China building world’s smallest nuclear plant

HONG KONG, Oct. 11 (UPI) — China is developing what could be the world’s smallest nuclear power plant.

The compact lead-cooled reactor is small enough to fit inside a shipping container measuring about 6 meters in length and 2.6 meters in height, the South China Morning Post reported Tuesday.

Researchers at the Chinese Academy of Sciences’ Institute of Nuclear Energy Safety Technology said they expect to dispatch the first unit within five years by ship – raising the possibility the reactors could be used on reclaimed land in the South China Sea.

The nuclear plant can supply enough power to make a small island economically sustainable.

One reactor can generate 10 megawatts of heat which, converted to electricity, would be sufficient to supply power to about 50,000 households, according to the report.

Chinese scientists also say the reactor can operate for decades without refueling, while producing neither dust nor smoke.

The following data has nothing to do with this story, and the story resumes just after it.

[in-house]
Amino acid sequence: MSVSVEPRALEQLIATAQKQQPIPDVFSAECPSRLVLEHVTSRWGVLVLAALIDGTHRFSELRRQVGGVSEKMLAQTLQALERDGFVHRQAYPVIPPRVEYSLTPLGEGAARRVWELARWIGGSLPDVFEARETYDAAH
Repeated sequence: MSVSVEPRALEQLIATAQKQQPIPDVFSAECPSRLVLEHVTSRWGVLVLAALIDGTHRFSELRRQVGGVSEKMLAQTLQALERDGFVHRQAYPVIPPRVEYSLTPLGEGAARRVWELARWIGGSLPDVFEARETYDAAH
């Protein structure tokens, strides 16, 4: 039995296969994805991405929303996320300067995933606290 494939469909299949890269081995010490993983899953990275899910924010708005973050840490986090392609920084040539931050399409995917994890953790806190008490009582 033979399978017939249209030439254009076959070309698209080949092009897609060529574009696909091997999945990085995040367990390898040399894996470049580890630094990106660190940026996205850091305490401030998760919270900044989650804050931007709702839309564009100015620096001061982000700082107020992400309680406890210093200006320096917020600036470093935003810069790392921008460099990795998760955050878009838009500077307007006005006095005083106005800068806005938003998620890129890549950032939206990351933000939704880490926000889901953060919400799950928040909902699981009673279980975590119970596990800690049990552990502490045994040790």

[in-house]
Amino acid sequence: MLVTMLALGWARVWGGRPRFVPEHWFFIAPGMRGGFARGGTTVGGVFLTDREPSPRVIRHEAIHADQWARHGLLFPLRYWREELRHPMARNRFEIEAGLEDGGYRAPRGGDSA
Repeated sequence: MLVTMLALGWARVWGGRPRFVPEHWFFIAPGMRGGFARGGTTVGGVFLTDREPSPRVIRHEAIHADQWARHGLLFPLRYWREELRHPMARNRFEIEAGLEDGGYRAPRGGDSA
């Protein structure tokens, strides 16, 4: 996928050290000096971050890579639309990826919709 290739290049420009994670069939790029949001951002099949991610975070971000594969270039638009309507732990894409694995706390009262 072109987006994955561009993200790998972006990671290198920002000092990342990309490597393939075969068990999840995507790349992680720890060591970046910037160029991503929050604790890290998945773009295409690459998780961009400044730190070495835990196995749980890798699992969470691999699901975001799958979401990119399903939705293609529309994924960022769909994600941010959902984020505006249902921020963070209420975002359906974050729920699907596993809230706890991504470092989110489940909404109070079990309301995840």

If the plant activates, China would be the first country to use the technology on land.

In the ’70s, the former Soviet Union used a compact lead-cooled thermal reactor in its nuclear submarines.

But the possibility the plant would be used in the South China Sea is raising concerns among scientists.

A marine scientist at the Ocean University of China in Qingdao said the plant would release hot radioactive water into the ocean that would then spread across the ecosystem.

The researcher who declined to be identified said, “Many fish and marine creatures will not be able to deal with the dramatic change of environment caused by massive desalination and the rise of sea temperatures caused by a nuclear reactor.”

Land reclamation activities in the Spratly Islands have decimated nearly 300 acres of coral reefs in the area, according to the report.

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